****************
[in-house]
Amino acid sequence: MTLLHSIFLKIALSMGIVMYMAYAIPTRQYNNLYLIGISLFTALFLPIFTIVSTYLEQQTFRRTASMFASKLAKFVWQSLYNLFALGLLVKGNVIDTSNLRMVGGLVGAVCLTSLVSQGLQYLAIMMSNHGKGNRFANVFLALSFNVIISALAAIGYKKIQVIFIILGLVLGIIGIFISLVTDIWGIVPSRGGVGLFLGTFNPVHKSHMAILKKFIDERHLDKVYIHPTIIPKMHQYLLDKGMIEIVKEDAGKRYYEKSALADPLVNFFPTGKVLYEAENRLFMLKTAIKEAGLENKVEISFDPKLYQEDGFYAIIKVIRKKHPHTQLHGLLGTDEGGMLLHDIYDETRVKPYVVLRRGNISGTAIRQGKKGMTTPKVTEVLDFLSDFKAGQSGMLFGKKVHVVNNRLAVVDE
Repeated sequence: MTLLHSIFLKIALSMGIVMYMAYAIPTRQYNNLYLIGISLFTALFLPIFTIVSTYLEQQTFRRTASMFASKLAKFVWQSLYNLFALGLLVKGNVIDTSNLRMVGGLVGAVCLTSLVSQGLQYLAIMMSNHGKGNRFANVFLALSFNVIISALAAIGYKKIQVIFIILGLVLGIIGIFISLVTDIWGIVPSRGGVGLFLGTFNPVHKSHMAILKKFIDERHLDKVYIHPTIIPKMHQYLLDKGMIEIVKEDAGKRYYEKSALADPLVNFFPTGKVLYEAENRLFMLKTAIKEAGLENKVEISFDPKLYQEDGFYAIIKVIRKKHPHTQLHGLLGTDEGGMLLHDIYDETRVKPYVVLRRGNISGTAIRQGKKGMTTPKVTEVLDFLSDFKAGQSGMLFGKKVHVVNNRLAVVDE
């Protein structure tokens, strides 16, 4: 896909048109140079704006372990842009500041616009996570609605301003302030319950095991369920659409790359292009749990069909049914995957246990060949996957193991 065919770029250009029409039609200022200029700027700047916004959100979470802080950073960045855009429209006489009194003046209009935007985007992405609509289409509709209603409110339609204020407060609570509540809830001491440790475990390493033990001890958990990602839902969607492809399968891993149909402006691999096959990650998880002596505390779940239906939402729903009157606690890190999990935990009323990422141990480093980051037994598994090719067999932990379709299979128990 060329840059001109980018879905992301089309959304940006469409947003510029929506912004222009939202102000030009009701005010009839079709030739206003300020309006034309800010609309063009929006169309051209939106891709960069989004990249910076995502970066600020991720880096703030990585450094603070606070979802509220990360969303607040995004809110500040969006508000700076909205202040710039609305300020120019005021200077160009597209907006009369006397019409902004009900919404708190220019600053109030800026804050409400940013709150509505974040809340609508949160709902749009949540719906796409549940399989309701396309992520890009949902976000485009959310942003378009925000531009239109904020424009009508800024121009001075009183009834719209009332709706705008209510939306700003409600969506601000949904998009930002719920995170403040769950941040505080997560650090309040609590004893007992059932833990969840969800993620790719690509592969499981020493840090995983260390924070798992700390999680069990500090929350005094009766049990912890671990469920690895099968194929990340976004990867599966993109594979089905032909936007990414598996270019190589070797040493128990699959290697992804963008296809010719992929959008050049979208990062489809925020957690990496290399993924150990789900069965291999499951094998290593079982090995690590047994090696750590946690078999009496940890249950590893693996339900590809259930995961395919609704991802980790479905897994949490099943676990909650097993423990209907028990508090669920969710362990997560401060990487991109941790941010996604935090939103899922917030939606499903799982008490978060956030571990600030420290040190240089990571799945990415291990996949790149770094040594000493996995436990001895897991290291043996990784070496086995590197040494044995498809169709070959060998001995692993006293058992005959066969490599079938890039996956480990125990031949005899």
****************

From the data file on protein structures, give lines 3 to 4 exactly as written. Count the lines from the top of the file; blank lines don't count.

Repeated sequence: MTLLHSIFLKIALSMGIVMYMAYAIPTRQYNNLYLIGISLFTALFLPIFTIVSTYLEQQTFRRTASMFASKLAKFVWQSLYNLFALGLLVKGNVIDTSNLRMVGGLVGAVCLTSLVSQGLQYLAIMMSNHGKGNRFANVFLALSFNVIISALAAIGYKKIQVIFIILGLVLGIIGIFISLVTDIWGIVPSRGGVGLFLGTFNPVHKSHMAILKKFIDERHLDKVYIHPTIIPKMHQYLLDKGMIEIVKEDAGKRYYEKSALADPLVNFFPTGKVLYEAENRLFMLKTAIKEAGLENKVEISFDPKLYQEDGFYAIIKVIRKKHPHTQLHGLLGTDEGGMLLHDIYDETRVKPYVVLRRGNISGTAIRQGKKGMTTPKVTEVLDFLSDFKAGQSGMLFGKKVHVVNNRLAVVDE
């Protein structure tokens, strides 16, 4: 896909048109140079704006372990842009500041616009996570609605301003302030319950095991369920659409790359292009749990069909049914995957246990060949996957193991 065919770029250009029409039609200022200029700027700047916004959100979470802080950073960045855009429209006489009194003046209009935007985007992405609509289409509709209603409110339609204020407060609570509540809830001491440790475990390493033990001890958990990602839902969607492809399968891993149909402006691999096959990650998880002596505390779940239906939402729903009157606690890190999990935990009323990422141990480093980051037994598994090719067999932990379709299979128990 060329840059001109980018879905992301089309959304940006469409947003510029929506912004222009939202102000030009009701005010009839079709030739206003300020309006034309800010609309063009929006169309051209939106891709960069989004990249910076995502970066600020991720880096703030990585450094603070606070979802509220990360969303607040995004809110500040969006508000700076909205202040710039609305300020120019005021200077160009597209907006009369006397019409902004009900919404708190220019600053109030800026804050409400940013709150509505974040809340609508949160709902749009949540719906796409549940399989309701396309992520890009949902976000485009959310942003378009925000531009239109904020424009009508800024121009001075009183009834719209009332709706705008209510939306700003409600969506601000949904998009930002719920995170403040769950941040505080997560650090309040609590004893007992059932833990969840969800993620790719690509592969499981020493840090995983260390924070798992700390999680069990500090929350005094009766049990912890671990469920690895099968194929990340976004990867599966993109594979089905032909936007990414598996270019190589070797040493128990699959290697992804963008296809010719992929959008050049979208990062489809925020957690990496290399993924150990789900069965291999499951094998290593079982090995690590047994090696750590946690078999009496940890249950590893693996339900590809259930995961395919609704991802980790479905897994949490099943676990909650097993423990209907028990508090669920969710362990997560401060990487991109941790941010996604935090939103899922917030939606499903799982008490978060956030571990600030420290040190240089990571799945990415291990996949790149770094040594000493996995436990001895897991290291043996990784070496086995590197040494044995498809169709070959060998001995692993006293058992005959066969490599079938890039996956480990125990031949005899």